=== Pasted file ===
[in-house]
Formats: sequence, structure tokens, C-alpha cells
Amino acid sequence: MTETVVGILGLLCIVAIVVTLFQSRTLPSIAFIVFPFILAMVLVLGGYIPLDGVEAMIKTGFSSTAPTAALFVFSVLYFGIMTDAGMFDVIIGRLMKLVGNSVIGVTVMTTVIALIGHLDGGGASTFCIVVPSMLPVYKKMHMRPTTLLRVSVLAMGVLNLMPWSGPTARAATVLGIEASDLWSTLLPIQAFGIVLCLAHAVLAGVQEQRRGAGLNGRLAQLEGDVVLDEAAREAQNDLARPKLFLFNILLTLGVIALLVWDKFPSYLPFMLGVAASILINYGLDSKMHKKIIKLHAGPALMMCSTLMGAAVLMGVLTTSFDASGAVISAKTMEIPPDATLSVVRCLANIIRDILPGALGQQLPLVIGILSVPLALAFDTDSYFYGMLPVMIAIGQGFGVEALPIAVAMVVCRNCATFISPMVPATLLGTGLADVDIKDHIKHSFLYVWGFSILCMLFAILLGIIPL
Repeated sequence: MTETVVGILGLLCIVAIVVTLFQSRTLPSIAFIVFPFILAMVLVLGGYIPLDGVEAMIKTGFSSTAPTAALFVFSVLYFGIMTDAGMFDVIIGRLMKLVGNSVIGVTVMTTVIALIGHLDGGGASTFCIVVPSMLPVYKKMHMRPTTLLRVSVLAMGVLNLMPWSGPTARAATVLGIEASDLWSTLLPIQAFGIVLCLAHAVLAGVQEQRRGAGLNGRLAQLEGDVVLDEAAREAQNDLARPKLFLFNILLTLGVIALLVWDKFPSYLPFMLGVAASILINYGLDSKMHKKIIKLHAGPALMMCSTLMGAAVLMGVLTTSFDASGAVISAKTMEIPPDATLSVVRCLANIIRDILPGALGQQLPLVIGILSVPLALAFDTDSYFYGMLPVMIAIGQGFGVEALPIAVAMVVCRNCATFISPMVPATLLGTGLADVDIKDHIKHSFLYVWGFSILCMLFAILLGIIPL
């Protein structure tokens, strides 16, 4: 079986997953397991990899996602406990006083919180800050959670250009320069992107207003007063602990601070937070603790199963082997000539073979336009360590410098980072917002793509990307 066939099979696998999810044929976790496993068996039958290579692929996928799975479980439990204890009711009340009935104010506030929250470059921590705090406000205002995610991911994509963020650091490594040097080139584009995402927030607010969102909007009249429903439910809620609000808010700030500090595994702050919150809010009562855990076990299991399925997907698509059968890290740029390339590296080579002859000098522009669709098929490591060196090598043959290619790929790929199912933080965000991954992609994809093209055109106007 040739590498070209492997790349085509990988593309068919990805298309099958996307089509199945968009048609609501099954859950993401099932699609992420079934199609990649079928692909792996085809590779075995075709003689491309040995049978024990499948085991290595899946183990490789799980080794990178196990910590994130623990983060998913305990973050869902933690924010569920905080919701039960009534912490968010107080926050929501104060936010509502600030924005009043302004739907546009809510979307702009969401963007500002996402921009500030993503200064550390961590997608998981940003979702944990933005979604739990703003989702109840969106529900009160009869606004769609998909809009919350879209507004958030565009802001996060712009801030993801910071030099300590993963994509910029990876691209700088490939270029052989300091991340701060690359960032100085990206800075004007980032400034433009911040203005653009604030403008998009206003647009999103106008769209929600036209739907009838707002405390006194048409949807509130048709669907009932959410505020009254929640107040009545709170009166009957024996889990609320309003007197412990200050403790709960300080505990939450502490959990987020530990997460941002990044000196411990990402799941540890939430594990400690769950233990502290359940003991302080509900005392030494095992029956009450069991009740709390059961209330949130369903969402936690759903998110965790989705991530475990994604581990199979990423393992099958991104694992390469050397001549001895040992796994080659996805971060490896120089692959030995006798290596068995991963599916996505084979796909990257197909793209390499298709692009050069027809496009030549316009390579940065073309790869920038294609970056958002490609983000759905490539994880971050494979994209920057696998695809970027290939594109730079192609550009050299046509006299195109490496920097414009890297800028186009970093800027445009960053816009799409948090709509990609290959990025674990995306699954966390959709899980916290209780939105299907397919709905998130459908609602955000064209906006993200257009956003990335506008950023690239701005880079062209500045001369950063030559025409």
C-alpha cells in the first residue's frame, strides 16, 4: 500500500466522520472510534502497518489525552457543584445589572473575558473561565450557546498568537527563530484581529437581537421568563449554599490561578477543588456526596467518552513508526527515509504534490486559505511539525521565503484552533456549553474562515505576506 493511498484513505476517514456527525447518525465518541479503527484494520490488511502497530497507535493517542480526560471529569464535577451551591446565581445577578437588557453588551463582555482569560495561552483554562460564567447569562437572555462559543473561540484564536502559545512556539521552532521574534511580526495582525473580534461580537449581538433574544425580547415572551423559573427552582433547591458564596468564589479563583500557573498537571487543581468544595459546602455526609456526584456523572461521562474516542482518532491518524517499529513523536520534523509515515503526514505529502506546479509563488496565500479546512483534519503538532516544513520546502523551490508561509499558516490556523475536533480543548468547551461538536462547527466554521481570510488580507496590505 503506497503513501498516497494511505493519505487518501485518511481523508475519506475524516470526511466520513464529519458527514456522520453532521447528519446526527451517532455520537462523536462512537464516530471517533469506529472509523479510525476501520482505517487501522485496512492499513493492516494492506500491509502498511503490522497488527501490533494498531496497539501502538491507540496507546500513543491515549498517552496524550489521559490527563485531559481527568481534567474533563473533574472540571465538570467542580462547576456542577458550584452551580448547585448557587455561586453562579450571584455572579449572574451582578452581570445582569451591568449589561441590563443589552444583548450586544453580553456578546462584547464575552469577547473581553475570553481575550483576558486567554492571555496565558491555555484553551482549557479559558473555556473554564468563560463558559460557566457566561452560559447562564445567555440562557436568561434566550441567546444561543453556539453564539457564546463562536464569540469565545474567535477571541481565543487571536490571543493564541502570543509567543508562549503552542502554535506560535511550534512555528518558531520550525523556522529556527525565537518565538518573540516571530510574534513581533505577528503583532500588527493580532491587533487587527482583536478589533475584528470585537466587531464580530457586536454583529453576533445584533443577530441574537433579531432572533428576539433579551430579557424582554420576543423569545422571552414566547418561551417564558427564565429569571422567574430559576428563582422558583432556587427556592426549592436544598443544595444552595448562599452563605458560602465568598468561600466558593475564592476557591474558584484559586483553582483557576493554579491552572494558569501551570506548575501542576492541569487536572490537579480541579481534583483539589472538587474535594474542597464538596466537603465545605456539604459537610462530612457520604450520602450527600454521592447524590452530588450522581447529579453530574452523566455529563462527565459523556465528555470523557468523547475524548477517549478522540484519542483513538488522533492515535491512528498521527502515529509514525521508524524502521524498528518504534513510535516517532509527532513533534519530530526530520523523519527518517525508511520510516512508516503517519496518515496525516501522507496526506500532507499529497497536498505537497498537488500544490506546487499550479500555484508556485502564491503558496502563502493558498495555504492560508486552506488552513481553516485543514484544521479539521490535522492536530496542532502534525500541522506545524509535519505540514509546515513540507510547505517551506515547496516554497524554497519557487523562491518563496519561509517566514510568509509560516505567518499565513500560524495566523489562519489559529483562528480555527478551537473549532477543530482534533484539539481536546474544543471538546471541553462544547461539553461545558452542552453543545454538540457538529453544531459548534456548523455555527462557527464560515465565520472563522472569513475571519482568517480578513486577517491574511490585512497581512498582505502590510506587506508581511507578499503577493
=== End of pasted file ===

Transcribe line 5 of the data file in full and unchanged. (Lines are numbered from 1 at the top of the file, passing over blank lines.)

């Protein structure tokens, strides 16, 4: 079986997953397991990899996602406990006083919180800050959670250009320069992107207003007063602990601070937070603790199963082997000539073979336009360590410098980072917002793509990307 066939099979696998999810044929976790496993068996039958290579692929996928799975479980439990204890009711009340009935104010506030929250470059921590705090406000205002995610991911994509963020650091490594040097080139584009995402927030607010969102909007009249429903439910809620609000808010700030500090595994702050919150809010009562855990076990299991399925997907698509059968890290740029390339590296080579002859000098522009669709098929490591060196090598043959290619790929790929199912933080965000991954992609994809093209055109106007 040739590498070209492997790349085509990988593309068919990805298309099958996307089509199945968009048609609501099954859950993401099932699609992420079934199609990649079928692909792996085809590779075995075709003689491309040995049978024990499948085991290595899946183990490789799980080794990178196990910590994130623990983060998913305990973050869902933690924010569920905080919701039960009534912490968010107080926050929501104060936010509502600030924005009043302004739907546009809510979307702009969401963007500002996402921009500030993503200064550390961590997608998981940003979702944990933005979604739990703003989702109840969106529900009160009869606004769609998909809009919350879209507004958030565009802001996060712009801030993801910071030099300590993963994509910029990876691209700088490939270029052989300091991340701060690359960032100085990206800075004007980032400034433009911040203005653009604030403008998009206003647009999103106008769209929600036209739907009838707002405390006194048409949807509130048709669907009932959410505020009254929640107040009545709170009166009957024996889990609320309003007197412990200050403790709960300080505990939450502490959990987020530990997460941002990044000196411990990402799941540890939430594990400690769950233990502290359940003991302080509900005392030494095992029956009450069991009740709390059961209330949130369903969402936690759903998110965790989705991530475990994604581990199979990423393992099958991104694992390469050397001549001895040992796994080659996805971060490896120089692959030995006798290596068995991963599916996505084979796909990257197909793209390499298709692009050069027809496009030549316009390579940065073309790869920038294609970056958002490609983000759905490539994880971050494979994209920057696998695809970027290939594109730079192609550009050299046509006299195109490496920097414009890297800028186009970093800027445009960053816009799409948090709509990609290959990025674990995306699954966390959709899980916290209780939105299907397919709905998130459908609602955000064209906006993200257009956003990335506008950023690239701005880079062209500045001369950063030559025409």